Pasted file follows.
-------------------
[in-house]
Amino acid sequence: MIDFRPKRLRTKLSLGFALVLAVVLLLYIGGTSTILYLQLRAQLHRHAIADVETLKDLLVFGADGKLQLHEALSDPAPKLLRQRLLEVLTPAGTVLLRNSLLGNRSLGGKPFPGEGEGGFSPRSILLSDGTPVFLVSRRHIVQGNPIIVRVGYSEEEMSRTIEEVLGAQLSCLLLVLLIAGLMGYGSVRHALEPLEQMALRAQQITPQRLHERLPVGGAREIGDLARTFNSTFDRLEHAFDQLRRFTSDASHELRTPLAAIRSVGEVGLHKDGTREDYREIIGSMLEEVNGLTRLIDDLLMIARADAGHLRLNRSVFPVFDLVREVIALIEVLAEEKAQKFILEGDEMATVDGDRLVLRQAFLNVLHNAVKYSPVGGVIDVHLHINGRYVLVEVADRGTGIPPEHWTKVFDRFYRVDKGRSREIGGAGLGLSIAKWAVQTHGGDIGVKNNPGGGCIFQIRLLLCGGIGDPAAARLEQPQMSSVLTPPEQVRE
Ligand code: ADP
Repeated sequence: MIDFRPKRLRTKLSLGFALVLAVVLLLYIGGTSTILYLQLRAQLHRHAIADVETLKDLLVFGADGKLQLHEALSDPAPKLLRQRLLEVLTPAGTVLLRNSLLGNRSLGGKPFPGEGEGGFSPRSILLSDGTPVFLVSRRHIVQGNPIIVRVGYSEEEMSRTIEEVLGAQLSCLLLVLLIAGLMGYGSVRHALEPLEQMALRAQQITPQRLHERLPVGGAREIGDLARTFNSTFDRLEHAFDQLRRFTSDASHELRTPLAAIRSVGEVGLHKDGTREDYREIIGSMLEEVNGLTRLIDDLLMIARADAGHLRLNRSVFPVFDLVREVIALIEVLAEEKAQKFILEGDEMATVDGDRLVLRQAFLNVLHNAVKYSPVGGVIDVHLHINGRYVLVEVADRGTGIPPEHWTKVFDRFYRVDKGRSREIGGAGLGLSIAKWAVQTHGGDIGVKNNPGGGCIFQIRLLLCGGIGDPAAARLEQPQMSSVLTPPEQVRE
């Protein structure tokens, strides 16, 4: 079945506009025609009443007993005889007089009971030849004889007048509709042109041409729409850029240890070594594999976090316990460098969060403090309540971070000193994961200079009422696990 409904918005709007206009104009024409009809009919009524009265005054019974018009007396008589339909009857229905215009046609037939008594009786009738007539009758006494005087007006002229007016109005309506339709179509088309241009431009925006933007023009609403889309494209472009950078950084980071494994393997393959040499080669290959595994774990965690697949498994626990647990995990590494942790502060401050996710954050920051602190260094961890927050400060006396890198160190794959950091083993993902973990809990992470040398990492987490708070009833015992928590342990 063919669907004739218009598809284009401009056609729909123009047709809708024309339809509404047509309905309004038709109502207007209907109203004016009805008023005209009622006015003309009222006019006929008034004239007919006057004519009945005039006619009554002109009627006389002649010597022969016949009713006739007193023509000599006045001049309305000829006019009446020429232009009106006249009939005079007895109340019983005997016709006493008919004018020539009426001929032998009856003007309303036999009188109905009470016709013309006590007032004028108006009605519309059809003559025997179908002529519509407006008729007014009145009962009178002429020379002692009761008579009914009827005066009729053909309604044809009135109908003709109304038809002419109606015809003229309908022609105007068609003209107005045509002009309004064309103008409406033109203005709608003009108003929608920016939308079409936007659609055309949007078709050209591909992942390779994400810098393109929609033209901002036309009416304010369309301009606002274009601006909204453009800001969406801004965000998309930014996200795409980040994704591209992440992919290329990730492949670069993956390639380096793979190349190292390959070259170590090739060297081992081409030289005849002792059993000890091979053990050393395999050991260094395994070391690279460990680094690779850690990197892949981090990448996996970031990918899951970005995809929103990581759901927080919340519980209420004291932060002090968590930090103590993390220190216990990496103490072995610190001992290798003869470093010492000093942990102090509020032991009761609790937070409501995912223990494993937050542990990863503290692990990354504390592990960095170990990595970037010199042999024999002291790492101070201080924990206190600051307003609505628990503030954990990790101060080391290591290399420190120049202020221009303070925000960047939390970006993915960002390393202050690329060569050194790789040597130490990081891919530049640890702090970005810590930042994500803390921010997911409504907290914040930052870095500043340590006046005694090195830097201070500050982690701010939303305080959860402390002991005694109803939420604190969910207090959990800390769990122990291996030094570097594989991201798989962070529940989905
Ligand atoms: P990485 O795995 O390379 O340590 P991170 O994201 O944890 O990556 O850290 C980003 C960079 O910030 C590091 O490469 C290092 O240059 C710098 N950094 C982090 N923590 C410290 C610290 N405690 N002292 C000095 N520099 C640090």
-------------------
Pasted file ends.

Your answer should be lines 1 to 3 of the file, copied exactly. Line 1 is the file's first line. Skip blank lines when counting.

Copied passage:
[in-house]
Amino acid sequence: MIDFRPKRLRTKLSLGFALVLAVVLLLYIGGTSTILYLQLRAQLHRHAIADVETLKDLLVFGADGKLQLHEALSDPAPKLLRQRLLEVLTPAGTVLLRNSLLGNRSLGGKPFPGEGEGGFSPRSILLSDGTPVFLVSRRHIVQGNPIIVRVGYSEEEMSRTIEEVLGAQLSCLLLVLLIAGLMGYGSVRHALEPLEQMALRAQQITPQRLHERLPVGGAREIGDLARTFNSTFDRLEHAFDQLRRFTSDASHELRTPLAAIRSVGEVGLHKDGTREDYREIIGSMLEEVNGLTRLIDDLLMIARADAGHLRLNRSVFPVFDLVREVIALIEVLAEEKAQKFILEGDEMATVDGDRLVLRQAFLNVLHNAVKYSPVGGVIDVHLHINGRYVLVEVADRGTGIPPEHWTKVFDRFYRVDKGRSREIGGAGLGLSIAKWAVQTHGGDIGVKNNPGGGCIFQIRLLLCGGIGDPAAARLEQPQMSSVLTPPEQVRE
Ligand code: ADP